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Hartley escapes with eight weeks

2012-03-27 05:36:01

Hooker Dylan Hartley will be available for England’s June tour to South Africa after a disciplinary hearing suspended him for eight weeks

Hartley escapes with eight weeks Free to face the Boks: Dylan Hartley

Hartley was cited for biting the finger of Ireland flanker Stephen Ferris during England’s Six Nations victory over Ireland at Twickenham.

The Six Nations hearing upheld the citing and issued a ban that means the Northampton skipper will not be able to play until 14 May.

He could, however, return if Saints reach the Premiership final on 26 May and will be eligible to play in the first Test against the Springboks on June 9.

Hartley’s offence was found to have contravened IRB Law 10.4 (m) “acts contrary to good sportsmanship”.

Biting carries a low-end entry point of a 12-week suspension but having examined the evidence and listened to Hartley, his legal representative, Northampton director of rugby Jim Mallinder, England forwards coach Graham Rowntree and Ferris via a video link, the independent Six Nations committee decided that the offence merited a low entry point in the IRB’s table of sanctions and allowed mitigation of four weeks.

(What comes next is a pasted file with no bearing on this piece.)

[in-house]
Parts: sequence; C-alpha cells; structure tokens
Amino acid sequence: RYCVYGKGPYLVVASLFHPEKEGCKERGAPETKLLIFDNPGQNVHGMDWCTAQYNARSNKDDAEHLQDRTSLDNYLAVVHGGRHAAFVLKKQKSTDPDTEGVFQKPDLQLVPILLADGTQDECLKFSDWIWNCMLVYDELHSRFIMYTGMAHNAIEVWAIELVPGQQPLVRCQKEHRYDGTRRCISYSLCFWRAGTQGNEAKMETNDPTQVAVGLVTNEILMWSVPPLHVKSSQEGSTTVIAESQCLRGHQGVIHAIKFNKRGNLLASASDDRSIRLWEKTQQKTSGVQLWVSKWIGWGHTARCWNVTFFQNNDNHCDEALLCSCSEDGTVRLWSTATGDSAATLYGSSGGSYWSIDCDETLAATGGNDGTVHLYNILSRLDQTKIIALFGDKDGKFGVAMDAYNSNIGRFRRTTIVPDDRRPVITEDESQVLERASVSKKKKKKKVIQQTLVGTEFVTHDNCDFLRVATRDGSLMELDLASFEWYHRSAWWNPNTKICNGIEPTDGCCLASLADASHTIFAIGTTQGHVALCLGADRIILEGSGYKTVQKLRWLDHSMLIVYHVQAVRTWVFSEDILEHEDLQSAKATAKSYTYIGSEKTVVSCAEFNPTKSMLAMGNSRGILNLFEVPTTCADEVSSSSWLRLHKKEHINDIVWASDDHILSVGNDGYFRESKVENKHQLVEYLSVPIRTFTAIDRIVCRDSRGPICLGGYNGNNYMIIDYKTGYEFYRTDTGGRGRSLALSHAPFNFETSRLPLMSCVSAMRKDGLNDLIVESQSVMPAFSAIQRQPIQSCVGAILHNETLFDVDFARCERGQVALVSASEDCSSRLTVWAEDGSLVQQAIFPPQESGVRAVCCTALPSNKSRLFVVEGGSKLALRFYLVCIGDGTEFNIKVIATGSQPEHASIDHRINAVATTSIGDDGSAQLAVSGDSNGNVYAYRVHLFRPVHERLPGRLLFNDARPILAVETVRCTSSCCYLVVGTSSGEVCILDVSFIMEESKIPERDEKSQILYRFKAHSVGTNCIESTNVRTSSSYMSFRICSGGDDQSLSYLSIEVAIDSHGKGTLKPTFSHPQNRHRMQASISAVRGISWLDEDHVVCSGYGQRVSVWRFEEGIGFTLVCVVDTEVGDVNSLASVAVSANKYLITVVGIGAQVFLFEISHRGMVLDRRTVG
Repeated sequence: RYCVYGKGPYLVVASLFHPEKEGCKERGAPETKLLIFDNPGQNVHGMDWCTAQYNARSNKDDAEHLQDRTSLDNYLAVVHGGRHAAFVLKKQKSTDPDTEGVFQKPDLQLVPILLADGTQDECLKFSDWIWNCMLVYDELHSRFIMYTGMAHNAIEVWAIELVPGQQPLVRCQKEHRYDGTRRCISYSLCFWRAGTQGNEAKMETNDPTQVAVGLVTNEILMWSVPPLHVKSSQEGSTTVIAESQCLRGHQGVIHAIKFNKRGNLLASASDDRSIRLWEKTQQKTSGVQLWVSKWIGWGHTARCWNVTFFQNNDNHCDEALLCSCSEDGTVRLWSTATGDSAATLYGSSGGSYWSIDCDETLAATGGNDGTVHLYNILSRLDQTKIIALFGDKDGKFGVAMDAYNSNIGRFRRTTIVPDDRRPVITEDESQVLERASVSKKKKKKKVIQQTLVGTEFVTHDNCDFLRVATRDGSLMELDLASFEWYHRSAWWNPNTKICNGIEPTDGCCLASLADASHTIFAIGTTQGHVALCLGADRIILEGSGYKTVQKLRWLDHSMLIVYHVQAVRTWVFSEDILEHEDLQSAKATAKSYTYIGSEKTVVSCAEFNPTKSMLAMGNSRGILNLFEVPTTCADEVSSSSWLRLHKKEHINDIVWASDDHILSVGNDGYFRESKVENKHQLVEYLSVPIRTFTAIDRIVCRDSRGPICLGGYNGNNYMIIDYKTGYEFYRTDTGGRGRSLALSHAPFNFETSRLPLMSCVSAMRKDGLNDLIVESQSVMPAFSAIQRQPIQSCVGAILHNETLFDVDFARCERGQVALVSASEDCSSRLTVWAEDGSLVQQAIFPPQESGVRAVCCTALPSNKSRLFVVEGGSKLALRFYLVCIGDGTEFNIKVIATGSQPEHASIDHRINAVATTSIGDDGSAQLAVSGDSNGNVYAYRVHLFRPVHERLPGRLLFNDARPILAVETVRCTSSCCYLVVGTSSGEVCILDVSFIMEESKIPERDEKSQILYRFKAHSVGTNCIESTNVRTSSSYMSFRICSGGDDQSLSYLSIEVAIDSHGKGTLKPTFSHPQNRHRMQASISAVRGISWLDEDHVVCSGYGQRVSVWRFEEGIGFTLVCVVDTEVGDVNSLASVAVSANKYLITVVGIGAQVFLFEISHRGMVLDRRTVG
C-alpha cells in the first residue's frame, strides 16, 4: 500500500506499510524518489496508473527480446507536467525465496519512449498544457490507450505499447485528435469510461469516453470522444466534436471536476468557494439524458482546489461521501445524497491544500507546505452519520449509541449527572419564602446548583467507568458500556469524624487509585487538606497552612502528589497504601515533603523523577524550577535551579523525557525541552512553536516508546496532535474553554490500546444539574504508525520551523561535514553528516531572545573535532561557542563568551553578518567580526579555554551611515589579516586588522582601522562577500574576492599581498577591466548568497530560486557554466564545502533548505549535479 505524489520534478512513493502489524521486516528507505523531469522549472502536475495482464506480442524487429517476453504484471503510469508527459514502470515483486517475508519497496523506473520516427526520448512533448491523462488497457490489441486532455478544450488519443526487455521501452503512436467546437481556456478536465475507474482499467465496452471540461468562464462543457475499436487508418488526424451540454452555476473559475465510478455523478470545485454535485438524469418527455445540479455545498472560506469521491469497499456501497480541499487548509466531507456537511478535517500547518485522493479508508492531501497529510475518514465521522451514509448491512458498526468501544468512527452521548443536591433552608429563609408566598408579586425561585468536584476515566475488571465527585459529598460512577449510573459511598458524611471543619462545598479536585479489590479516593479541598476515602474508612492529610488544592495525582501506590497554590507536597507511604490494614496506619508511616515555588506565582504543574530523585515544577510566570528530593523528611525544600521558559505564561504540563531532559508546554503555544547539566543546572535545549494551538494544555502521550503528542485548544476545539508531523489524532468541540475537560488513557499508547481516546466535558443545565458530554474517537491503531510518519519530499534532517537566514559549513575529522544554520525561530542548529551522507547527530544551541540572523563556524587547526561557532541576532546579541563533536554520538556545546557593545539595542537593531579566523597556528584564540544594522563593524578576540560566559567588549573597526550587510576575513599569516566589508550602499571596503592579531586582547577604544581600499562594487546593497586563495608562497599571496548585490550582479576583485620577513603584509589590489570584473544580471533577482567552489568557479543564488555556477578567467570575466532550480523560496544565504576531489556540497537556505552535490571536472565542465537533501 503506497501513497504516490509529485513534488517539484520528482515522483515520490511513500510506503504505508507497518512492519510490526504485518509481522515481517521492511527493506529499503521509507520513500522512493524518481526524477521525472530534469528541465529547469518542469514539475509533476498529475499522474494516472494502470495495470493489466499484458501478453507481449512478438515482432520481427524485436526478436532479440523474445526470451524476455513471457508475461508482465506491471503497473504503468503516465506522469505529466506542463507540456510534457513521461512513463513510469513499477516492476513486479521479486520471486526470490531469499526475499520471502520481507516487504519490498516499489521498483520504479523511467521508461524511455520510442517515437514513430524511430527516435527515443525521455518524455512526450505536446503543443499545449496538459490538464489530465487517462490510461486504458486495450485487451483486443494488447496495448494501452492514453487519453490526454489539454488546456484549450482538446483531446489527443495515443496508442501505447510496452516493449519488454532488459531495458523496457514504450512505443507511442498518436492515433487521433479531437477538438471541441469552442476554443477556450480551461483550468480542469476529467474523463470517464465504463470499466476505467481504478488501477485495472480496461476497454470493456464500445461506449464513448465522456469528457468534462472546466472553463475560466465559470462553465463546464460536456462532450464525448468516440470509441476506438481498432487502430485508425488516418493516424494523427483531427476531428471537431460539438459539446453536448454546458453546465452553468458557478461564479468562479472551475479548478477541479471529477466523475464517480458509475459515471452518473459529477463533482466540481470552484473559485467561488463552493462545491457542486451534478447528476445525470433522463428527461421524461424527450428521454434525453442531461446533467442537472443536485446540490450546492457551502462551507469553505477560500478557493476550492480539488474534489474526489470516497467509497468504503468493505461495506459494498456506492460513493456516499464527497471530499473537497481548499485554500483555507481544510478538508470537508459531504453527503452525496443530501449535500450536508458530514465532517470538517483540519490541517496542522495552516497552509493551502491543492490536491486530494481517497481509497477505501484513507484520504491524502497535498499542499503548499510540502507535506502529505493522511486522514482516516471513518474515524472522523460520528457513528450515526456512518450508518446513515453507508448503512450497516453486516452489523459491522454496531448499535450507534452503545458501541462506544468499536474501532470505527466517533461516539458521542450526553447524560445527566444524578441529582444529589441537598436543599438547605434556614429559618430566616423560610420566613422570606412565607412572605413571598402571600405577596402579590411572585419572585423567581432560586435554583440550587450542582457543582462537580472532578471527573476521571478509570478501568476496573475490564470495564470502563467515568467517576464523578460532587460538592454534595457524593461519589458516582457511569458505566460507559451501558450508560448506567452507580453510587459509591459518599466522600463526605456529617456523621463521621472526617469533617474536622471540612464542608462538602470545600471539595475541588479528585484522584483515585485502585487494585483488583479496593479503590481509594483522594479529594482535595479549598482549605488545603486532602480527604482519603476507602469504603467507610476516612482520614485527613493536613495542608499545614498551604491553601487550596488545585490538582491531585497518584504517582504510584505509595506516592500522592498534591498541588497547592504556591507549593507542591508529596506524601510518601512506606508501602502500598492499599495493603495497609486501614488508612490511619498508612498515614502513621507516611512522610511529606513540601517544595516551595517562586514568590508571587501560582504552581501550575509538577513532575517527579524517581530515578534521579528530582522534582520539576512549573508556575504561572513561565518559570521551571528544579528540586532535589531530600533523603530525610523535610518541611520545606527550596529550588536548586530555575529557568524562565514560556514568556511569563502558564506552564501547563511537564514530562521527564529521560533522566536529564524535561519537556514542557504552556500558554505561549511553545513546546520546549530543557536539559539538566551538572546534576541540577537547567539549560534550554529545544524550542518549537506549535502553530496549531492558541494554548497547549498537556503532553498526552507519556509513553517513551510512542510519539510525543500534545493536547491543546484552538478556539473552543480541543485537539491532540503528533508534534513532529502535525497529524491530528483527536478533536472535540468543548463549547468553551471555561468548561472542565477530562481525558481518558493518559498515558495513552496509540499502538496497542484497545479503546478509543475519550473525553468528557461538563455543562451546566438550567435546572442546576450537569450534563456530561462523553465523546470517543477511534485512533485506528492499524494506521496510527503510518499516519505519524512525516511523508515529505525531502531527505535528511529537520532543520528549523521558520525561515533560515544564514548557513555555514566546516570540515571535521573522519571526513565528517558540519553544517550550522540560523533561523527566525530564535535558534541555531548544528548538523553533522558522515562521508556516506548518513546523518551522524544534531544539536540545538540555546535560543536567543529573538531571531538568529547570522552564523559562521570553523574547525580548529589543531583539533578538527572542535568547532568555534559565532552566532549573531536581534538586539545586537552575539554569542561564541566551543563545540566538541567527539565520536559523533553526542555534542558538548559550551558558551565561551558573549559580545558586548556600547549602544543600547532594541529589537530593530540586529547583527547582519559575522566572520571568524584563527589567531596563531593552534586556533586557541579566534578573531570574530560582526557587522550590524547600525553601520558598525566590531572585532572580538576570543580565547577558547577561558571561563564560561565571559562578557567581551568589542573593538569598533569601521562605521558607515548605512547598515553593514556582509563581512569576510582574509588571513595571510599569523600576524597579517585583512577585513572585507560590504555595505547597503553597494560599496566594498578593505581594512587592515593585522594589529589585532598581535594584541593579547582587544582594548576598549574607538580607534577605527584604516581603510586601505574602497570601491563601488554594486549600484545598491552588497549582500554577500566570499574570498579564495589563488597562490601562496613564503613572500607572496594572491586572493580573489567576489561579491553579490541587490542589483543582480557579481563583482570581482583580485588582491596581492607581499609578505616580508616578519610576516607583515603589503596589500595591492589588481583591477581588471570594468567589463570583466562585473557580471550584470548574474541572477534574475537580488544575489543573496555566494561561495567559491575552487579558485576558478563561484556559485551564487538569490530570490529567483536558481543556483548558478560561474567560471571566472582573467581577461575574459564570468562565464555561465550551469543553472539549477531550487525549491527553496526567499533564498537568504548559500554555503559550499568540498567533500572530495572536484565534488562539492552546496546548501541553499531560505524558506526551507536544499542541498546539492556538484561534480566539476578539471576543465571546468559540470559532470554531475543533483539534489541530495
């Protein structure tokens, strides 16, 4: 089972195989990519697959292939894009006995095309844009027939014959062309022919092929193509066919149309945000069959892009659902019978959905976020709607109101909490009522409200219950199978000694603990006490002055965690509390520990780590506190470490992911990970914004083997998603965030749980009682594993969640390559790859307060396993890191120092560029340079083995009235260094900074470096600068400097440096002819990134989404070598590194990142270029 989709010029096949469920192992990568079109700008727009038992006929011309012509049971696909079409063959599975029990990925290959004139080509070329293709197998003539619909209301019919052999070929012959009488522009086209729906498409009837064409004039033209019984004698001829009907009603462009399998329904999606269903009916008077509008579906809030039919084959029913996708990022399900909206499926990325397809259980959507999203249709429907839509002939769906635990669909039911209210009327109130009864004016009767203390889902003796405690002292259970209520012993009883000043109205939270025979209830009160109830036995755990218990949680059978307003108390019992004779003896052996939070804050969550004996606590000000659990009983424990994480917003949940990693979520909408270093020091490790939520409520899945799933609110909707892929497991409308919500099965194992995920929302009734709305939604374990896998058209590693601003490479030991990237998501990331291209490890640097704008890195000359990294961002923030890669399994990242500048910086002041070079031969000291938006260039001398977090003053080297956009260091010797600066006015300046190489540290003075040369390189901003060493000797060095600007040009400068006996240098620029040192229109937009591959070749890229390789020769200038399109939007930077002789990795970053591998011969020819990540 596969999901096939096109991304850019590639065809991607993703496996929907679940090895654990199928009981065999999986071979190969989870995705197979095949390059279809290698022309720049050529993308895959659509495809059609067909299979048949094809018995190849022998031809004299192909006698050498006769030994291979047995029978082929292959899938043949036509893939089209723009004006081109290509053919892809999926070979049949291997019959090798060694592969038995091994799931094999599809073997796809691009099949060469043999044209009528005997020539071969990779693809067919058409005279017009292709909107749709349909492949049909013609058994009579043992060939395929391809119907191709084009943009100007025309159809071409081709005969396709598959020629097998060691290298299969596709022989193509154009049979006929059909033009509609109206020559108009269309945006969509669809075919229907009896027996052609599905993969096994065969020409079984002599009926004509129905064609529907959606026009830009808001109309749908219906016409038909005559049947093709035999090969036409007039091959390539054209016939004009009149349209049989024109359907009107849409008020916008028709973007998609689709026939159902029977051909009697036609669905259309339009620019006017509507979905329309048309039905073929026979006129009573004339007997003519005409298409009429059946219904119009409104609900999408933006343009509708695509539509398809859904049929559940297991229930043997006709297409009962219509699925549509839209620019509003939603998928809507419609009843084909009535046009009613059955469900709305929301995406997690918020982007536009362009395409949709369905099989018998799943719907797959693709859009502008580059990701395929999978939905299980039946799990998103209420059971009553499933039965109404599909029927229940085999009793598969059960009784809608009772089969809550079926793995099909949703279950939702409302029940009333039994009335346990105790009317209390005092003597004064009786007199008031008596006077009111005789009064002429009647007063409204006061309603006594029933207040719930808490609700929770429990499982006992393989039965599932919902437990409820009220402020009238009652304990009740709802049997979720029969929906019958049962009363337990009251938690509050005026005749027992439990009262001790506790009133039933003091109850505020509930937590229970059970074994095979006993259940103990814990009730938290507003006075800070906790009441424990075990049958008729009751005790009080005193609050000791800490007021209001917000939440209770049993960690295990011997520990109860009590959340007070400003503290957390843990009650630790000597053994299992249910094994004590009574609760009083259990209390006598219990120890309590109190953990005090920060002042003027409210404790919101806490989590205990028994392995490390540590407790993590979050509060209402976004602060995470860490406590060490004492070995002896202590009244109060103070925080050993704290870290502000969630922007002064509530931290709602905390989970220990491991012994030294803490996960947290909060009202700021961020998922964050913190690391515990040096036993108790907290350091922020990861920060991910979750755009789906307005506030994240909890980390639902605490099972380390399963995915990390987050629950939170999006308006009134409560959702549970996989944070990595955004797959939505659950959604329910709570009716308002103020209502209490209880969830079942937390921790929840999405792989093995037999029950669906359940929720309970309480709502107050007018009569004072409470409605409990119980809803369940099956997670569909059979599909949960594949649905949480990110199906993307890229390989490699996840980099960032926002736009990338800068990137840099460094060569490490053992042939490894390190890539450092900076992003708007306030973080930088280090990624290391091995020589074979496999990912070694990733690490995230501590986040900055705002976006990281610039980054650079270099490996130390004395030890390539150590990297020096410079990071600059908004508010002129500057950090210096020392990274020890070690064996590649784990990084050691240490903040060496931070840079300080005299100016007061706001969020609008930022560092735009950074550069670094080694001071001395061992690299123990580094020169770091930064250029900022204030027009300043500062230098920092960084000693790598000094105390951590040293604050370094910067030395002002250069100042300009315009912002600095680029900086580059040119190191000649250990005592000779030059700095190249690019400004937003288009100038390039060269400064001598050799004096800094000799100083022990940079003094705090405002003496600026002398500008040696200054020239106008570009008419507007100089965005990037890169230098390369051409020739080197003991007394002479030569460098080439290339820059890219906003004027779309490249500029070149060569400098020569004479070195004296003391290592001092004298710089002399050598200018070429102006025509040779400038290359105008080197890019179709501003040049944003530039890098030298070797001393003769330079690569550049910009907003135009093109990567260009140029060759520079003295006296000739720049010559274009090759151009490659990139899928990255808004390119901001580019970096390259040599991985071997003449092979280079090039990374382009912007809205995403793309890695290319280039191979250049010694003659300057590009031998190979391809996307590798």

There had been speculation the 39-times capped Hartley could be sidelined for a lot longer than two months, given his 26-week ban for gouging Wasps duo Jonny O’Connor and James Haskell in 2007.

However, it is understood that given the length of time that has passed since the gouging incidents, it was felt the four-week reduction was appropriate.

“I am disappointed by the result and I will wait for the written judgment as to how the panel came to their conclusion,” said Hartley.

“I now have to put it behind me and focus on supporting Saints in training and off the field.”

Rowntree added the England team were looking forward to Hartley being available for the tour to South Africa.

“It is unfortunate for Dylan and Northampton, especially as he was in good form during the Six Nations, and he has developed as a player and a leader,” said Rowntree.






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